Dawn

The full moon reflects off the snow and ice on polar plateau

The full moon from the roof of the station

Dawn is upon us. The sky grows lighter each day – swallowing the stars and washing away the auroras. The first faint glow was just visible in the second week of August, by now it’s taken over the sky. Right now it looks like it does at 530am in Denver, or 5:18am in Seattle…with the brightness of the sunrise circling the horizon 24/7, getting just a little lighter each day.

Out for a stroll at -97F (-130F windchill)

Out for a stroll at -97F (-130F windchill)

On clear days now it’s bright enough to see the sastrugi, to see footprints in the snow, and even to label my triwalls without a headlamp! The sky is a deep blue still speckled with stars and hints of aurorae. This month has been stormy, and on cloudy days it’s dark, a veil of clouds sliding across the horizon taking back what light was just revealed, but it’s lighter than black…on the darkest days of June and July it was hard at times to know if one’s eyes were open or closed. The sun hit its low point of 23.5 degrees on June 21, the solstice. Today it’s at 8º below the horizon – Nautical Twilight. 3 weeks until sunrise!

It’s no warmer outside, but just seeing the light is rejuvenating. It feels like a light at the end of the tunnel, a beacon pulling us forward day by day. I know it’s completely illogical, but there were days when it felt like it was never going to return. Like we would be stuck here forever – the stars spinning round and round above us, the same petty dramas played out on repeat. A skipping record. We still have two months left, so we’re far from done yet, but time is progressing. We’re getting closer to the now nearly mythical first plane.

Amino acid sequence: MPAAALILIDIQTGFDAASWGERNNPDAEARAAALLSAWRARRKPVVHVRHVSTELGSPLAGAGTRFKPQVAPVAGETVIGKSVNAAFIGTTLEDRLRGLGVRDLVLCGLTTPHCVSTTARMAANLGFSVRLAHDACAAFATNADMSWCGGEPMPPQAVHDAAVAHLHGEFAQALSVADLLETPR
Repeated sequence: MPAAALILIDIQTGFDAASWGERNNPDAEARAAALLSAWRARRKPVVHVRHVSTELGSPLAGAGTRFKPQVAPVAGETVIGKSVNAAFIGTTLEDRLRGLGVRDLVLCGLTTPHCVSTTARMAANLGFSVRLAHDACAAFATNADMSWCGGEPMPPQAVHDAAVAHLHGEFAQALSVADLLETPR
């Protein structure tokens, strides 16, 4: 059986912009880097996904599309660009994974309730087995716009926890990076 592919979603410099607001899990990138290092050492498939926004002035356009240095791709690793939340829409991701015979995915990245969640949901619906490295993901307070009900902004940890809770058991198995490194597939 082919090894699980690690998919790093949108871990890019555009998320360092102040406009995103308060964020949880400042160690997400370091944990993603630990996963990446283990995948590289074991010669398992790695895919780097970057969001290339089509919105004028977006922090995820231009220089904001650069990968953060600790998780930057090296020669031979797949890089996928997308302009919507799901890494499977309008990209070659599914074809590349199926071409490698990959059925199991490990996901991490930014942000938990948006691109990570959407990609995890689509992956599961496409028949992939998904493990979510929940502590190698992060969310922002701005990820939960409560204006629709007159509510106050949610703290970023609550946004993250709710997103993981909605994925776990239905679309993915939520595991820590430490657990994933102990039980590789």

Life inside the station this past month has lived up to the reputation of “Angry August.” This week however, it’s a new month. The window covers will come down and on the 21 the sun will rise above the edge of the world – a new day.

Days since the last plane: 200!
Days since sunset: 165
Days since midwinter: 73
Days until sunrise: 18
Days until first plane: 59*

*We’re scheduled to get a Basler and a Twin Otter through here in mid-October, but they’ll just be refueling. There will be no cargo/freshies/mail for us and no one but the crew leaving with them. “Our” first plane will be a C-130 Herc scheduled for Nov 1, but that’s always subject to weather and mechanical delays…that date isn’t by any means set in stone, it’s more like the middle of a bell curve.

The station in the vestiges of the long antarctic night

The station in the vestiges of the long antarctic night

The LO and VMF arches nearly buried on Aug 8

The LO and VMF arches nearly buried on Aug 8

Sunrise at DA on August 17th

Sunrise at DA on August 17th

The last of the visible auroras

The last of the visible auroras

Sunrise Profile

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